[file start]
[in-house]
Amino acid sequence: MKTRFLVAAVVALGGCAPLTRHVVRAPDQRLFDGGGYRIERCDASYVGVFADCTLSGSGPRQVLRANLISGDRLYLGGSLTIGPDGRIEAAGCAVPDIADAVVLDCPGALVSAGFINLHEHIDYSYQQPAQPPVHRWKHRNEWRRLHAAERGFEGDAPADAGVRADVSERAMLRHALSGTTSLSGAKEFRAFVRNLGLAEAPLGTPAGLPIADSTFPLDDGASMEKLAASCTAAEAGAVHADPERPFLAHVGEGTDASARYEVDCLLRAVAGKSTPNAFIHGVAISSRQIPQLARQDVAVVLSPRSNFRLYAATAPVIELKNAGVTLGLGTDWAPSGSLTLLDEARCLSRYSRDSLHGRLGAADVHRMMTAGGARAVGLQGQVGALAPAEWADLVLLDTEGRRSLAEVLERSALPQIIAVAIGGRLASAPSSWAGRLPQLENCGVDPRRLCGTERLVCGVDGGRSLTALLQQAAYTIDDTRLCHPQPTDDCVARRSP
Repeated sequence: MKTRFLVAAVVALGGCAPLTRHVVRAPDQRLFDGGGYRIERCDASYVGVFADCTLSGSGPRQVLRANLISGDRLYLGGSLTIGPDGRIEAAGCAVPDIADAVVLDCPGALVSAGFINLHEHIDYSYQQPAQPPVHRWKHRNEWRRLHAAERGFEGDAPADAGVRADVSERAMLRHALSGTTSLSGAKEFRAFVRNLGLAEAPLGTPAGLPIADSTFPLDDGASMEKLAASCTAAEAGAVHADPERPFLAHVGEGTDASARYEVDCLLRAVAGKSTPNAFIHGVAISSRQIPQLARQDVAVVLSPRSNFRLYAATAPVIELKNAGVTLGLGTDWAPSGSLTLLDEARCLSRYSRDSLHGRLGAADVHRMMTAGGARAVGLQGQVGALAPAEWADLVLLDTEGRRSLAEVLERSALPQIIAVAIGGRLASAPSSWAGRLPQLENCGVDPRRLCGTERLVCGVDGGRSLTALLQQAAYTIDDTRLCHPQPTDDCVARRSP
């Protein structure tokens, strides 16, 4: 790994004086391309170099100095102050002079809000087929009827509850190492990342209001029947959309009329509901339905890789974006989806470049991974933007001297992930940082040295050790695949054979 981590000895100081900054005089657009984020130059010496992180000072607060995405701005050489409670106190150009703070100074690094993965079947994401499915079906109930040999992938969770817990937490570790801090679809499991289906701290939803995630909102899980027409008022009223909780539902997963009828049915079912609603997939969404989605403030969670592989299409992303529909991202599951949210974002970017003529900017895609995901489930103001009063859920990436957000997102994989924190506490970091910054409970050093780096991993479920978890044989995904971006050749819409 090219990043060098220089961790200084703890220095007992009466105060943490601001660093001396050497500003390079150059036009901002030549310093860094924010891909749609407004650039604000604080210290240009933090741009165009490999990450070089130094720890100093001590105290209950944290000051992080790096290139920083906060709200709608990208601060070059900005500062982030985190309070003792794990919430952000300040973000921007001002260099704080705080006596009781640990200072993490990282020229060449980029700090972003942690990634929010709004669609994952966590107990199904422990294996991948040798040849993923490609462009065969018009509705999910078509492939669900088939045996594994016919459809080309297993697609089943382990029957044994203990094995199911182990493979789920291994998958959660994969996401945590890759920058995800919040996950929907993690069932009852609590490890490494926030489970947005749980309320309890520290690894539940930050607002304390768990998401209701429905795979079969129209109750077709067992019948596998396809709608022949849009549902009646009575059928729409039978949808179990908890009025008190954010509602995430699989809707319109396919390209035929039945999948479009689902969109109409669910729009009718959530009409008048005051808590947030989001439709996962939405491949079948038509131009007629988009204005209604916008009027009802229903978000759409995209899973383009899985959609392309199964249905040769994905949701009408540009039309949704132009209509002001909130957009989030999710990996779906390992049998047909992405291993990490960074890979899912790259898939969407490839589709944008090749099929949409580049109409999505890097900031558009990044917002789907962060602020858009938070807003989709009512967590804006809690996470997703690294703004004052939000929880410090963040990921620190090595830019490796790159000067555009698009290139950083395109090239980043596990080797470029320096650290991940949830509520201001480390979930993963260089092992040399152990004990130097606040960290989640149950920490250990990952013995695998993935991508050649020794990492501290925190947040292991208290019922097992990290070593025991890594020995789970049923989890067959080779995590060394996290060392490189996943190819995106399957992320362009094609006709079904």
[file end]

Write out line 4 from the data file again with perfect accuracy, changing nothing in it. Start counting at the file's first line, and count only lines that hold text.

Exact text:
């Protein structure tokens, strides 16, 4: 790994004086391309170099100095102050002079809000087929009827509850190492990342209001029947959309009329509901339905890789974006989806470049991974933007001297992930940082040295050790695949054979 981590000895100081900054005089657009984020130059010496992180000072607060995405701005050489409670106190150009703070100074690094993965079947994401499915079906109930040999992938969770817990937490570790801090679809499991289906701290939803995630909102899980027409008022009223909780539902997963009828049915079912609603997939969404989605403030969670592989299409992303529909991202599951949210974002970017003529900017895609995901489930103001009063859920990436957000997102994989924190506490970091910054409970050093780096991993479920978890044989995904971006050749819409 090219990043060098220089961790200084703890220095007992009466105060943490601001660093001396050497500003390079150059036009901002030549310093860094924010891909749609407004650039604000604080210290240009933090741009165009490999990450070089130094720890100093001590105290209950944290000051992080790096290139920083906060709200709608990208601060070059900005500062982030985190309070003792794990919430952000300040973000921007001002260099704080705080006596009781640990200072993490990282020229060449980029700090972003942690990634929010709004669609994952966590107990199904422990294996991948040798040849993923490609462009065969018009509705999910078509492939669900088939045996594994016919459809080309297993697609089943382990029957044994203990094995199911182990493979789920291994998958959660994969996401945590890759920058995800919040996950929907993690069932009852609590490890490494926030489970947005749980309320309890520290690894539940930050607002304390768990998401209701429905795979079969129209109750077709067992019948596998396809709608022949849009549902009646009575059928729409039978949808179990908890009025008190954010509602995430699989809707319109396919390209035929039945999948479009689902969109109409669910729009009718959530009409008048005051808590947030989001439709996962939405491949079948038509131009007629988009204005209604916008009027009802229903978000759409995209899973383009899985959609392309199964249905040769994905949701009408540009039309949704132009209509002001909130957009989030999710990996779906390992049998047909992405291993990490960074890979899912790259898939969407490839589709944008090749099929949409580049109409999505890097900031558009990044917002789907962060602020858009938070807003989709009512967590804006809690996470997703690294703004004052939000929880410090963040990921620190090595830019490796790159000067555009698009290139950083395109090239980043596990080797470029320096650290991940949830509520201001480390979930993963260089092992040399152990004990130097606040960290989640149950920490250990990952013995695998993935991508050649020794990492501290925190947040292991208290019922097992990290070593025991890594020995789970049923989890067959080779995590060394996290060392490189996943190819995106399957992320362009094609006709079904």